The rebel: an essay on man in revolt

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Vintage Books, 1984 - History - 306 pages
13 Reviews
By one of the most profoundly influential thinkers of our century, The Rebel is a classic essay on revolution. For Albert Camus, the urge to revolt is one of the "essential dimensions" of human nature, manifested in man's timeless Promethean struggle against the conditions of his existence, as well as the popular uprisings against established orders throughout history. And yet, with an eye toward the French Revolution and its regicides and deicides, he shows how inevitably the course of revolution leads to tyranny. As old regimes throughout the world collapse, The Rebel resonates as an ardent, eloquent, and supremely rational voice of conscience for our tumultuous times.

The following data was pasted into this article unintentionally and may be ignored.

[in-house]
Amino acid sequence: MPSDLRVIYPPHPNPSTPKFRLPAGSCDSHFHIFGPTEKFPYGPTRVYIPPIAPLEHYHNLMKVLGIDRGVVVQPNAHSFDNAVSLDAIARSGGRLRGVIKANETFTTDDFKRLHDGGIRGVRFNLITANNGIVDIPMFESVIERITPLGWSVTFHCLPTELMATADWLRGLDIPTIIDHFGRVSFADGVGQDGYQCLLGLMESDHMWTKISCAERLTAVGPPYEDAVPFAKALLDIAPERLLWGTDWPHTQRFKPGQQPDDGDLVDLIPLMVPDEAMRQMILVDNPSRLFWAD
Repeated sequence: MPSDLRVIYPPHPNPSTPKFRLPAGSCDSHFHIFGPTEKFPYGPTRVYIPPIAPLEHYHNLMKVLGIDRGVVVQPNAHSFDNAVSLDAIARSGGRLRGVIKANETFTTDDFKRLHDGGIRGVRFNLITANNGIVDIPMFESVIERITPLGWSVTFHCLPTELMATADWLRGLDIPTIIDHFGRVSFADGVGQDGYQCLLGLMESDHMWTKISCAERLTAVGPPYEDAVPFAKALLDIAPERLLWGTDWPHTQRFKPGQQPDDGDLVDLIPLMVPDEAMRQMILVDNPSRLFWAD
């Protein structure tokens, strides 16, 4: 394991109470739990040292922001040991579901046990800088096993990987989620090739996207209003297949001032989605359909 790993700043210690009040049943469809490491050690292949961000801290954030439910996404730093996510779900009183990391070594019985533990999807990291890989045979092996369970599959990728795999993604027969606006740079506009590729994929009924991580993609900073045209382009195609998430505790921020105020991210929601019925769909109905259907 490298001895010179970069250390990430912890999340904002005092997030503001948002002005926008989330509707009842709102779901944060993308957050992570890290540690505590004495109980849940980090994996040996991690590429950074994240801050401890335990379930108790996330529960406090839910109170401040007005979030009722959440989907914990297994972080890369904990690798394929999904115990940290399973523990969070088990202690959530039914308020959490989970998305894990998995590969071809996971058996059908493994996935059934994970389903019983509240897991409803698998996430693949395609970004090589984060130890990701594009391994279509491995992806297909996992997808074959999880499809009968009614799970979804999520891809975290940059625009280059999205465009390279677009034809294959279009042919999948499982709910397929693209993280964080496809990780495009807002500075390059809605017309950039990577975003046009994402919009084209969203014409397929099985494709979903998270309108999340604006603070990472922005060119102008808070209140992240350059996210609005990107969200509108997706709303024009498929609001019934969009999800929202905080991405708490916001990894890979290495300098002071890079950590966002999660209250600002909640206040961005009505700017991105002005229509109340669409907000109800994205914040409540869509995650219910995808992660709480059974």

Translated from the French by Anthony Bower.

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User Review  - P_S_Patrick - LibraryThing

The Rebel is one of Camus' longer and less accessible works. It deals with the idea of the "Rebel" – the man who says "no", who starts to think for himself and refuses to be complicit in the current ... Read full review

LibraryThing Review

User Review  - wealhtheowwylfing - LibraryThing

I hated the Stranger, but found the Rebel rather easier to engage with. Perhaps it was the lack of faux-narrative. Perhaps I'm just older and wiser. There are sections here that read more like Wilde ... Read full review


The Rebel
Metaphysical Rebellion

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J. Milton Yinger
Limited preview - 1984
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About the author (1984)

Albert Camus was awarded the Nobel Prize for Literature in 1957.

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